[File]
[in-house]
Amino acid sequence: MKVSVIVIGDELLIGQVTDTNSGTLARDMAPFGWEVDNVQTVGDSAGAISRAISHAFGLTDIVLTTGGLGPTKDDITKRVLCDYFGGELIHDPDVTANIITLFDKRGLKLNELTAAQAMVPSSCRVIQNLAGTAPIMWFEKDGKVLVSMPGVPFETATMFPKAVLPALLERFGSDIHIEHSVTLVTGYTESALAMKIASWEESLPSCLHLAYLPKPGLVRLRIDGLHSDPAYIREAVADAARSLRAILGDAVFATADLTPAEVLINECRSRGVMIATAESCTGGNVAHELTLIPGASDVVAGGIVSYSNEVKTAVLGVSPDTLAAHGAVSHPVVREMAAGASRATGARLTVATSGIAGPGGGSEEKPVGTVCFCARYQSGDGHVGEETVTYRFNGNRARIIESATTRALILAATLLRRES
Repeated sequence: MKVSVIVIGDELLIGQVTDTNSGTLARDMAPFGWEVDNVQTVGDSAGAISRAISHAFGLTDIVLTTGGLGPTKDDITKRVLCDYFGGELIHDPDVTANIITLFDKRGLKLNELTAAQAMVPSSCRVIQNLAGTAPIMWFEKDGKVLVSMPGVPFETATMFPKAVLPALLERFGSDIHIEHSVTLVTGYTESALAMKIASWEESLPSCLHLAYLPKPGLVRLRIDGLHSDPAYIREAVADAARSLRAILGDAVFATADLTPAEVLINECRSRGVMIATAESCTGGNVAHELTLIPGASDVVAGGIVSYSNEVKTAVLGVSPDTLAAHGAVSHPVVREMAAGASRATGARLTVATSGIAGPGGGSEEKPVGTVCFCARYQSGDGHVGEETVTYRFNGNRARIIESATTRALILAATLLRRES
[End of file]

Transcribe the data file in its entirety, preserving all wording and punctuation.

[in-house]
Amino acid sequence: MKVSVIVIGDELLIGQVTDTNSGTLARDMAPFGWEVDNVQTVGDSAGAISRAISHAFGLTDIVLTTGGLGPTKDDITKRVLCDYFGGELIHDPDVTANIITLFDKRGLKLNELTAAQAMVPSSCRVIQNLAGTAPIMWFEKDGKVLVSMPGVPFETATMFPKAVLPALLERFGSDIHIEHSVTLVTGYTESALAMKIASWEESLPSCLHLAYLPKPGLVRLRIDGLHSDPAYIREAVADAARSLRAILGDAVFATADLTPAEVLINECRSRGVMIATAESCTGGNVAHELTLIPGASDVVAGGIVSYSNEVKTAVLGVSPDTLAAHGAVSHPVVREMAAGASRATGARLTVATSGIAGPGGGSEEKPVGTVCFCARYQSGDGHVGEETVTYRFNGNRARIIESATTRALILAATLLRRES
Repeated sequence: MKVSVIVIGDELLIGQVTDTNSGTLARDMAPFGWEVDNVQTVGDSAGAISRAISHAFGLTDIVLTTGGLGPTKDDITKRVLCDYFGGELIHDPDVTANIITLFDKRGLKLNELTAAQAMVPSSCRVIQNLAGTAPIMWFEKDGKVLVSMPGVPFETATMFPKAVLPALLERFGSDIHIEHSVTLVTGYTESALAMKIASWEESLPSCLHLAYLPKPGLVRLRIDGLHSDPAYIREAVADAARSLRAILGDAVFATADLTPAEVLINECRSRGVMIATAESCTGGNVAHELTLIPGASDVVAGGIVSYSNEVKTAVLGVSPDTLAAHGAVSHPVVREMAAGASRATGARLTVATSGIAGPGGGSEEKPVGTVCFCARYQSGDGHVGEETVTYRFNGNRARIIESATTRALILAATLLRRES